“The FDA actually approved a much broader label, so it’s any [patient with] relapsed or refractory MCL,” Jacobson said, adding that it was a very forward-thinking decision by the agency. “The vast majority of patients in the real world, as we’ve seen from [results of] 2 different series— 1 from Europe and 1 from the United States—have received a BTK inhibitor. But what’s very interesting is that approximately 18% of patients in the US series had not received a prior BTK inhibitor and their results following brexucabtagene autoleucel were nearly identical to patients who had.”

Jacobson was an investigator involved in a multicenter, retrospective analysis of patients treated with brexucabtagene autoleucel in a nontrial setting across 14 centers in the US Lymphoma CAR T Consortium. In results presented at the 63rd American Society of Hematology Annual Meeting and Exposition, data for 93 patients with MCL who received brexucabtagene autoleucel were available.3 Baseline patient characteristics of the real-world population showed 72% of patients would not have met the criteria for enrollment in ZUMA-2 and included such factors as ECOG performance status, central nervous system involvement, prior therapies, and more (Table 13).

With a median follow-up of 3 months (range, 0.1-9.6), the ORR was 86% among 81 patients for whom day 30 response was evaluable. The CR rate was 64%. For patients who achieved a response at day 30, the rate of continued response was 83.7% (95% CI, 68.3%92.0%). Twenty patients who achieved a PR went on to CR at a median of 64 days (range, 22-135); the median time to best response was 30 days (range, 16-168).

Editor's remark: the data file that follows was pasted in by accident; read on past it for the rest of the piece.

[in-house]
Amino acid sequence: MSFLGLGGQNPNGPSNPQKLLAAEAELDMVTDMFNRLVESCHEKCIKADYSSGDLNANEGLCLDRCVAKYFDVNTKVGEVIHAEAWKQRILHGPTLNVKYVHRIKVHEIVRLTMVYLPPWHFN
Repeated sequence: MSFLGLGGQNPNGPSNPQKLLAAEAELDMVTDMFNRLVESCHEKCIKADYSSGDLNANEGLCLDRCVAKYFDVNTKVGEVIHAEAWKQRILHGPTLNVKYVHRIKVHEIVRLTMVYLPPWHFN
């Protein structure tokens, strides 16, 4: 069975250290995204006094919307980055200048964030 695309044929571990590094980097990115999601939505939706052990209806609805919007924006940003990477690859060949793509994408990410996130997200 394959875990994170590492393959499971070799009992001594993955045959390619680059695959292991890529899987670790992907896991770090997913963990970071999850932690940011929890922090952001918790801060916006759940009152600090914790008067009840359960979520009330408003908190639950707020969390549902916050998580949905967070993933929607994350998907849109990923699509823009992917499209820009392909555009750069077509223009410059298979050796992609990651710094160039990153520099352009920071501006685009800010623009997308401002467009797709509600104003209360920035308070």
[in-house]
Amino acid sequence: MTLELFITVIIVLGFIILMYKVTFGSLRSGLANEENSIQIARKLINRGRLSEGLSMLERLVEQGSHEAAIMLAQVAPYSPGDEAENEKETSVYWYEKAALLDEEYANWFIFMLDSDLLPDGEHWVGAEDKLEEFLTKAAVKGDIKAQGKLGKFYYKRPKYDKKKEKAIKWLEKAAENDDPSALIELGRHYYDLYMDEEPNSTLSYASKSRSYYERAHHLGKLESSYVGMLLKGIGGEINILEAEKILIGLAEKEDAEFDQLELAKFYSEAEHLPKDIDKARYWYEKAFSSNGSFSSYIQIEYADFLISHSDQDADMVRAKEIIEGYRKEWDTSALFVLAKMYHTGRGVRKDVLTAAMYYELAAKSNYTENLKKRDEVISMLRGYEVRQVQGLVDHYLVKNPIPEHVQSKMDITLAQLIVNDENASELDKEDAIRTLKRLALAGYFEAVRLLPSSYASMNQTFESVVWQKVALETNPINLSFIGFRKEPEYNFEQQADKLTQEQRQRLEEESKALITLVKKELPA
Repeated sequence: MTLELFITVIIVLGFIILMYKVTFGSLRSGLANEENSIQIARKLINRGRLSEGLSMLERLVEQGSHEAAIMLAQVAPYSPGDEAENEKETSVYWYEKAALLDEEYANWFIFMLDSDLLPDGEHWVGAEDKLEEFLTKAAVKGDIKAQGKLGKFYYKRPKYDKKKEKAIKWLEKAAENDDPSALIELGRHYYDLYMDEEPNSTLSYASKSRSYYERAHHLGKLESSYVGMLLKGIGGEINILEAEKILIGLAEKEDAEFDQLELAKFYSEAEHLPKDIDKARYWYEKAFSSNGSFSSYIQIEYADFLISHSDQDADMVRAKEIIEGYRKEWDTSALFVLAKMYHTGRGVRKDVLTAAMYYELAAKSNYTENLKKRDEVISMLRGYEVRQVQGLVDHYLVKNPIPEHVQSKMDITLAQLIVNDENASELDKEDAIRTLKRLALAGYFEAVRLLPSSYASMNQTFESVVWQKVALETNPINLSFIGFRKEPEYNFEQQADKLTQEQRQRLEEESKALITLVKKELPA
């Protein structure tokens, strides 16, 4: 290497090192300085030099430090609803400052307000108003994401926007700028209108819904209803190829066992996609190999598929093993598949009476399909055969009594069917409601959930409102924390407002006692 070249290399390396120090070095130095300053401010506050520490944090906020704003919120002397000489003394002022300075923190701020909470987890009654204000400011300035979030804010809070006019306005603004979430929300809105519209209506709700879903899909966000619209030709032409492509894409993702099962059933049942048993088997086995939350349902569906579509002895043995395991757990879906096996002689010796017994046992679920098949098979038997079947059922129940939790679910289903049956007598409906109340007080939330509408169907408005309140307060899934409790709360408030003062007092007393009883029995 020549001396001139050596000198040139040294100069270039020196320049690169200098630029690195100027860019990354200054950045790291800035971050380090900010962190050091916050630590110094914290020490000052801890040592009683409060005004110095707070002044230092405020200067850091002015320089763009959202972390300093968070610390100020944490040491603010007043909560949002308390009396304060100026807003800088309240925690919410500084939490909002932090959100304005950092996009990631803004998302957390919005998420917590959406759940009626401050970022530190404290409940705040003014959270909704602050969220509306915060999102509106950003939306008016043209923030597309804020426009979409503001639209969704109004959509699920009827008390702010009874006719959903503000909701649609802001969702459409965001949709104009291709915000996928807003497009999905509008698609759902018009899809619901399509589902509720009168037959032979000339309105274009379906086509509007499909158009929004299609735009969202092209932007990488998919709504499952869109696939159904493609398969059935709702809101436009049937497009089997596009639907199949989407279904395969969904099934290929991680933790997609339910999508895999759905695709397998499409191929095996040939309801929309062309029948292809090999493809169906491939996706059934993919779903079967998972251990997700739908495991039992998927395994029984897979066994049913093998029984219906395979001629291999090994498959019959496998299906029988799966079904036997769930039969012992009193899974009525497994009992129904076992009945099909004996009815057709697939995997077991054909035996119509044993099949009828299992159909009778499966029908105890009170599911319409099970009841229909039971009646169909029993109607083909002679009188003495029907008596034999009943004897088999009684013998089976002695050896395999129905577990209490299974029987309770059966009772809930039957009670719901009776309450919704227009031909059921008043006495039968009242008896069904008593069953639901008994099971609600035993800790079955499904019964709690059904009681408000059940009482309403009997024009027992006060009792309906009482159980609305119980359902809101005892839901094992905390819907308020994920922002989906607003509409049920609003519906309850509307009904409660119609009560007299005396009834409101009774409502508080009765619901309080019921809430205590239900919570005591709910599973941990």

Investigators reported that among patients who would not have been eligible for enrollment in ZUMA-2 (n = 74), the objective response rate was 91% (95% CI, 81%-96%) with a CR rate of 80% (95% CI, 69%-88%). In terms of prior BTK inhibitor exposure, the ORR and CR rates were 88% (95% CI, 79%-95%) and 79% (95% CI, 69%-88%), respectively, for those who received prior BTK therapy (n = 78) vs 94% (95% CI, 71%-100%) and 88% (95% CI, 64%-99%), respectively, for those who were BTK naïve (n = 17).